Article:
The orginal article.

Summary of “Why Solutions to Problems Suddenly Pop into our Minds”

While not actually working on the problem at all, a possible solution would pop into his mind.
Why do solutions to problems suddenly pop into our minds?
The brain’s networks of neurons are highly interconnected, so there seems little scope for assigning different problems to different brain networks.
If the brain solves problems through the cooperation computation of vast networks of individually sluggish neurons, then any specific network of neurons can work on just one solution to one problem at a time.
Whether mathematical, musical, or of any other kind, is the very antithesis of a routine, specialized problem with a dedicated brain network: On the contrary, thinking about such problems will need to engage most of the brain.
What is special about such problems is that you can’t solve them through a routine set of steps-you have to look at the problem in the “Right way” before you can make progress.
Poincaré’s description of his particular method of solving mathematical problems suggests why he was particularly susceptible to brilliant flashes of insight.
Crucially, for Poincaré, mathematical problems were transformed into perceptual problems: and with the right perceptual intuition, the creating a proof would be relatively routine, if slow.

The orginal article.

Summary of “Why we should learn to embrace failure”

The dress took up residence like an unwanted tenant, a constant reminder of my failure.
The more I thought about it, the more I realised that the biggest, most transformative moments of my life came through crisis or failure.
Books such as Adapt: Why Success Always Starts with Failure by Tim Harford and The Art of Failing by Anthony McGowan have added grist to the notion that failure can be distilled into something more positive if the right alchemy is applied.
His attitude towards failure was that it was a matter of how one perceived it, and he felt his life thus far had been blessed rather than cursed.
He gave me three, deliberately playful examples of failure including “Once getting out [at cricket] when I had made 98 and chipped a return catch to the bowler” and the occasion on which he came second in a prestigious Italian literary prize.
Phoebe Waller-Bridge, who won a Bafta for writing and starring in the feminist sitcom Fleabag, found a certain “Glory in failure [because] fighting so hard to be so in love with someone with all that passion in your 20s and teens and then throwing everything at it and it’s not working, or there being so much pain – that is the stuff that so much creativity comes out of. So it’s out of those painful break-ups or miscommunications – or just horrible sticky one-night stands – that you grow in those moments, and so I value them all.”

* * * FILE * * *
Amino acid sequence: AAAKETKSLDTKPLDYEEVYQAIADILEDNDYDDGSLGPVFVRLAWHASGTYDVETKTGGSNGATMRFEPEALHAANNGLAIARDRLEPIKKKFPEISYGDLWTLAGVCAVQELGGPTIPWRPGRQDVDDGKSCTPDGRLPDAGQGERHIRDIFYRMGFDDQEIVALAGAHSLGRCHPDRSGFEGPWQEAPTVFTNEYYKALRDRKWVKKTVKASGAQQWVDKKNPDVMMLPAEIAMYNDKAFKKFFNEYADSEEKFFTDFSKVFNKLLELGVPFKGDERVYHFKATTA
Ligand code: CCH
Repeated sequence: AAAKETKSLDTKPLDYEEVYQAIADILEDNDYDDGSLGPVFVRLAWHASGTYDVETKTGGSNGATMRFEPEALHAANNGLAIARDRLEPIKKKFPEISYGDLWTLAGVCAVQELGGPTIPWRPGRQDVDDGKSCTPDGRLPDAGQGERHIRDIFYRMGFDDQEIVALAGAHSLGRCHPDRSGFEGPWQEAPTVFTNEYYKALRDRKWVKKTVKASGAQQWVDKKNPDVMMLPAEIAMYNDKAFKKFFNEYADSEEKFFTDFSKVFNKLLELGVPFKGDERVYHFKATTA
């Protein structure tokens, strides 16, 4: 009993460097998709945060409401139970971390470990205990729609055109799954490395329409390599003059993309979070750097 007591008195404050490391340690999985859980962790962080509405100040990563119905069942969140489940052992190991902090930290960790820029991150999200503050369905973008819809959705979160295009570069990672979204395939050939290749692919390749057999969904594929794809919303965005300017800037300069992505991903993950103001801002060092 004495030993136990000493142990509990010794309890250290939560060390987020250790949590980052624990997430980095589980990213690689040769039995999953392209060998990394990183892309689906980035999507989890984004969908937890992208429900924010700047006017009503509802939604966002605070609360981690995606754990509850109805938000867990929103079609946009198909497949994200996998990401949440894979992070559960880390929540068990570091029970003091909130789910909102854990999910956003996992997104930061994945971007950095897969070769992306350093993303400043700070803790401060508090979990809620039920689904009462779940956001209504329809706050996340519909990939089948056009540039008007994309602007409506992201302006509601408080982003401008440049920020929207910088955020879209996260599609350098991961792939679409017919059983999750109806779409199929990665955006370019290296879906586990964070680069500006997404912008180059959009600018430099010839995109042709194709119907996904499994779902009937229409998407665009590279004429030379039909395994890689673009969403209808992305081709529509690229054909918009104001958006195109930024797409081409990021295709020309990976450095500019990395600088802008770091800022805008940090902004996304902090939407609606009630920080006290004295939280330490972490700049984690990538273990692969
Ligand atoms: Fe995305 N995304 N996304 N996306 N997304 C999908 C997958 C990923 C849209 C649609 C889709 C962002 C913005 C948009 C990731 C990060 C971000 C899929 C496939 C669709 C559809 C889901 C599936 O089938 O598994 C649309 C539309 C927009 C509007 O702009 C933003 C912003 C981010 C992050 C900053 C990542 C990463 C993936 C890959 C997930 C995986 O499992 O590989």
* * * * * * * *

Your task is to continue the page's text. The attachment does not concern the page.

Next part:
If I had to list my three major failures, right up at the top would be the failure of my marriage.
My failure to have children at the time when all my contemporaries were having babies and moving closer to good schools made me reassess what I could get from the life I already had. If motherhood wasn’t going to be part of the future I had always imagined for myself, where else would I find fulfilment?

The orginal article.

Summary of “Take your time: the seven pillars of a Slow Thought manifesto”

In the tradition of the Slow Movement, I hereby declare my manifesto for ‘Slow Thought’.
Looking up momentarily from his reading, the scholar greeted his erstwhile pupil after the Holocaust, the founding of Israel and many wars: ‘Oh, Joel, I am reading Plato, would you like to join me?’ Like pilpul and the relational dialogue, Slow Thought has a life of its own.
‘ Slow Thought, like the Latin vivere vitam, has no object but, like life itself, is embodied in focal practices that allow us to live more fully in an atemporal present, freed from the burden of an imperfect past or the futile promise of a redemptive future.
Slow Thought is a porous way of thinking that is non-categorical, open to contingency, allowing people to adapt spontaneously to the exigencies and vicissitudes of life.
The ‘play’ or tolerance of Slow Thought means not only that rules will be broken but that a rupture in thought is possible.
There is a family resemblance of Slow Thought to other gestures in the history of thought.
Slow Thought is a counter-method, rather than a method, for thinking as it relaxes, releases and liberates thought from its constraints and the trauma of tradition.
In this sense, we can group Slow Thought as an edifying philosophy and as an anti-philosophy, the way that Nietzsche, Wittgenstein and Derrida examine the tools and methods of thought to clarify genealogies, to rid us of pseudo-problems, and to reveal latent, unknown and disavowed roots, meanings and traces of words.

The orginal article.